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APNewsBreak: South Bend Mayor Pete Buttigieg joins 2020 presidential race

  • US-Election-2020-Fresh-Faces

    Mayor Pete Buttigieg listens to an AP reporter at his office in South Bend, Ind., Jan. 10. Few people know Pete Buttigieg's name outside the Indiana town where he's mayor, but none of that has deterred him from contemplating a 2020 Democratic presidential bid. He's among the potential candidates who believe 2016 and 2018 showed voters are looking for fresh faces.

    NAM Y. HUH / AP

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SOUTH BEND, Ind. — Democrat Pete Buttigieg, the 37-year-old mayor of South Bend, Indiana, is forming an exploratory committee for a 2020 presidential bid, according to a video and email announcement obtained by The Associated Press.

"The reality is there's no going back, and there's no such thing as 'again' in the real world. We can't look for greatness in the past," Buttigieg says in a video that includes before-and-after footage of South Bend, a Rust Belt city once described as "dying."

"Right now our country needs a fresh start," he says.

Buttigieg has touted his work to improve his city of 100,000 residents as he's prepared for an improbable jump from local politics to a presidential campaign. He's also said Democrats could benefit from a new generation of leaders as they try to unseat President Donald Trump in 2020.

He's expected to travel to Iowa next week to meet with voters in the nation's first caucus state, followed by stops in New Hampshire.

Buttigieg is a Rhodes scholar who was first elected mayor of his hometown in 2011 at age 29 — making him the youngest mayor of a U.S. city with at least 100,000 residents. A lieutenant in the Navy Reserve, he served a tour in Afghanistan in 2014.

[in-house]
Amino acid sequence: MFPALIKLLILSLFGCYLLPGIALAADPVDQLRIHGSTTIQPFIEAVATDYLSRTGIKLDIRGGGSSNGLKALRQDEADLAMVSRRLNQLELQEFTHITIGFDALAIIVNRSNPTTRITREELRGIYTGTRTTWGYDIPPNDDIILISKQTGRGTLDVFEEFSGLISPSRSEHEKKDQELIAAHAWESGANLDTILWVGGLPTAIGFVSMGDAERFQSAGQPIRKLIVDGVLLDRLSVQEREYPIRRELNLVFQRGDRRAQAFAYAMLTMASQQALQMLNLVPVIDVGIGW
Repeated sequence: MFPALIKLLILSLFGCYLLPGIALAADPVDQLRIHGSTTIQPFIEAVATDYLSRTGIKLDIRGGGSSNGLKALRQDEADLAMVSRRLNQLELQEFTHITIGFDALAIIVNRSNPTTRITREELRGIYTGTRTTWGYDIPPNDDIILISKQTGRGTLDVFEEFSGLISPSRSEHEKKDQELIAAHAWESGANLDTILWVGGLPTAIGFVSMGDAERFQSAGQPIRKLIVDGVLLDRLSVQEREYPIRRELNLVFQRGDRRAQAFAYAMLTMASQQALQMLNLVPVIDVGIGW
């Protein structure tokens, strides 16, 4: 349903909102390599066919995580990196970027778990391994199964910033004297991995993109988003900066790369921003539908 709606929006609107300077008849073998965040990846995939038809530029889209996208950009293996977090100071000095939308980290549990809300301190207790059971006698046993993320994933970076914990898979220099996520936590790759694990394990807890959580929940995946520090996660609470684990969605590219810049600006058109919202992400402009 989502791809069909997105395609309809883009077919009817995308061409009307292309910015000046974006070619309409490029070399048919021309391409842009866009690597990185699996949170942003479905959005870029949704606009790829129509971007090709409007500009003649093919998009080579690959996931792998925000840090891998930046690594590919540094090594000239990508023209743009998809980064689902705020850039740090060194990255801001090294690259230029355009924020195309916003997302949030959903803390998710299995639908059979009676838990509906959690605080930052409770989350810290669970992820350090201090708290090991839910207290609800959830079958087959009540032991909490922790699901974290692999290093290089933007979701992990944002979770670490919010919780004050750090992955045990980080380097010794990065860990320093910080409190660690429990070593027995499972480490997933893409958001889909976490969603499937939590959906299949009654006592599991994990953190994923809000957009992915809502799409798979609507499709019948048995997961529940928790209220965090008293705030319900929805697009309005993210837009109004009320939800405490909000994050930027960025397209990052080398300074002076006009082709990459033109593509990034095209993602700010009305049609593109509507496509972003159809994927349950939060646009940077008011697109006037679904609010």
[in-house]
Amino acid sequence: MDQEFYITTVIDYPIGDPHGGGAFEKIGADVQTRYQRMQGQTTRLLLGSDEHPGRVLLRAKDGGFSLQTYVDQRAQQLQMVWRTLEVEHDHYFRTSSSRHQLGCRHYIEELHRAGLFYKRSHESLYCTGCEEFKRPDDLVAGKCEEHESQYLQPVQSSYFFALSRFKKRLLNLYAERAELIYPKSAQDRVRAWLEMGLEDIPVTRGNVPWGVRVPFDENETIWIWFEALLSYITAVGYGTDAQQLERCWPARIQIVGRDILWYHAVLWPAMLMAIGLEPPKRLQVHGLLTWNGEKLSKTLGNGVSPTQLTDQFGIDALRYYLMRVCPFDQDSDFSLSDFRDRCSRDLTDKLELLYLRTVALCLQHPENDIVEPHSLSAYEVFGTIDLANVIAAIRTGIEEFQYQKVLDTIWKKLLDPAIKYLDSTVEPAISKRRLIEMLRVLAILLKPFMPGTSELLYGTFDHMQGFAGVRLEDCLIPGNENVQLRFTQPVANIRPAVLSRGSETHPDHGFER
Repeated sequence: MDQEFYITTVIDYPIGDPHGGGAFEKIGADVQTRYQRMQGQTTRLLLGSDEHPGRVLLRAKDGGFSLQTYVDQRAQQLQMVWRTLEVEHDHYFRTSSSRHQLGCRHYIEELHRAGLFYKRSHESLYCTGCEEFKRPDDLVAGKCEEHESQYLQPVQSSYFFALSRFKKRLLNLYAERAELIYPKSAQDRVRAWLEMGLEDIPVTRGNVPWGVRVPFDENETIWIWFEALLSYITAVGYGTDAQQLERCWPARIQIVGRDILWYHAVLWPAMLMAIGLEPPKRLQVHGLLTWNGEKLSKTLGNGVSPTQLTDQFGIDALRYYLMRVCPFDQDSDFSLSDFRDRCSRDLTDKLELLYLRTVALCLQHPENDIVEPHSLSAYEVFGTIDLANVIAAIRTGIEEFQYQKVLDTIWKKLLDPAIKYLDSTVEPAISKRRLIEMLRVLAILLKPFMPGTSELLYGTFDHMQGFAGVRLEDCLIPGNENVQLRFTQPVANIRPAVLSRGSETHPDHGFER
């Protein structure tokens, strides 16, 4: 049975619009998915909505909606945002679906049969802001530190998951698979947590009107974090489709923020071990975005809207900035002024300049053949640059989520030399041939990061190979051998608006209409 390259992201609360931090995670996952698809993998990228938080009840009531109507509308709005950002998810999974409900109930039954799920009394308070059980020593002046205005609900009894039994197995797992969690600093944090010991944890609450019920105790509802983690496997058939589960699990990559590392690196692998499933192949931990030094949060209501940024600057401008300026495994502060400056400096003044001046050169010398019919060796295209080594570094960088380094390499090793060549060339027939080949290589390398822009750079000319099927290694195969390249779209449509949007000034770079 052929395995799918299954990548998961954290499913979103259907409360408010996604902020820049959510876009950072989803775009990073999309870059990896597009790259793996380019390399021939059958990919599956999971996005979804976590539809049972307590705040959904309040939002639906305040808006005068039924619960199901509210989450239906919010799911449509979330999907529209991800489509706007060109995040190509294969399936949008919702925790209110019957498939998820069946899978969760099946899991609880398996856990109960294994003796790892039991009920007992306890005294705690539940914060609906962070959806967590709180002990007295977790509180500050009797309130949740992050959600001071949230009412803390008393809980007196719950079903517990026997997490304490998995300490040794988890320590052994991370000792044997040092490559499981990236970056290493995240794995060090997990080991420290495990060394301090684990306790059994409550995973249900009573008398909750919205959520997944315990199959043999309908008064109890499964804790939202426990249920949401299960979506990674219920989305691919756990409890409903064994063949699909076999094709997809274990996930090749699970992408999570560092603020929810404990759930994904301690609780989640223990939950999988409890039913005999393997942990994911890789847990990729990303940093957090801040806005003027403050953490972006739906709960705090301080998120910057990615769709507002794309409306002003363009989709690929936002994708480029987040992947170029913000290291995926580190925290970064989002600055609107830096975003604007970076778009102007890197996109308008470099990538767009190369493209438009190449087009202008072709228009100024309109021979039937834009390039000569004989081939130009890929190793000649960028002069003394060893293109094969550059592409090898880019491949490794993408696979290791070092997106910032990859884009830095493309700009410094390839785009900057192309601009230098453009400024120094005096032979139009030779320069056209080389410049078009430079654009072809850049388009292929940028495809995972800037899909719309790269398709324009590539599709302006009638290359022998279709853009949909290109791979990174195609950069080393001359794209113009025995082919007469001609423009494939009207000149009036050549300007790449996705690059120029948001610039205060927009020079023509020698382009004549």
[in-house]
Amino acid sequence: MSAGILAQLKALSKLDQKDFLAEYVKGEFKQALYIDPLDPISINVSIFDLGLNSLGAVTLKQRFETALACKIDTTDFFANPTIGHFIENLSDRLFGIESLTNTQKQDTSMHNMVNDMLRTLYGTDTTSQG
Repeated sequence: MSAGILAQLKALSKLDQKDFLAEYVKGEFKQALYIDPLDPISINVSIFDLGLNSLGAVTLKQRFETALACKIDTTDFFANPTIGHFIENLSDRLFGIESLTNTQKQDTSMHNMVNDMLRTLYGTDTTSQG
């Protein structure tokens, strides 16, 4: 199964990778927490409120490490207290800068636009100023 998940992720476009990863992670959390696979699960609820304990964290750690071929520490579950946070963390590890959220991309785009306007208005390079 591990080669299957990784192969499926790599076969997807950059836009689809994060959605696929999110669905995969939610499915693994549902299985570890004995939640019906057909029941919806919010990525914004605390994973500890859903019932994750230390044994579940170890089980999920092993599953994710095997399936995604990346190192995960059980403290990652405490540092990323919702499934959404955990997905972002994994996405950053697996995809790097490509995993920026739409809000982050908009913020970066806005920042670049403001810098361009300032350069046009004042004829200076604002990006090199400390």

Buttigieg raised his national profile with an unsuccessful 2017 run for Democratic National Committee chairman, saying the party needed a new start. He withdrew from the race before a vote when it became clear he didn't have the support to win.

Buttigieg has spent time in Iowa and other battleground states in recent years as he tried to build financial support and name recognition. He cracks that those who do know his name still aren't sure how to pronounce it. (It's BOO'-tah-juhj.) Most of the time he goes by "Mayor Pete."

Amid his campaign for a second term, Buttigieg came out as gay in a column in the local newspaper. He went on to win re-election with 80 percent of the vote. In 2018 — three years to the day after the column ran — he married his husband, middle school teacher Chasten Glezman.

If he were to win the Democratic nomination, Buttigieg would be the first openly gay presidential nominee from a major political party.

Buttigieg announced in December that he wouldn't seek a third term as mayor, stoking speculation he would join a field of roughly two dozen candidates who may seek the Democratic nomination for president — most of them better-known and with experience in higher office, and all of them older.

"I belong to a generation that is stepping forward right now," he says in the video released Wednesday. "We're the generation that lived through school shootings, that served in the wars after 9/11, and we're the generation that stands to be the first to make less than our parents unless we do something different. We can't just polish off a system so broken. It is a season for boldness and a focus on the future."

Buttigieg is releasing a book in February about his life and his tenure leading South Bend.



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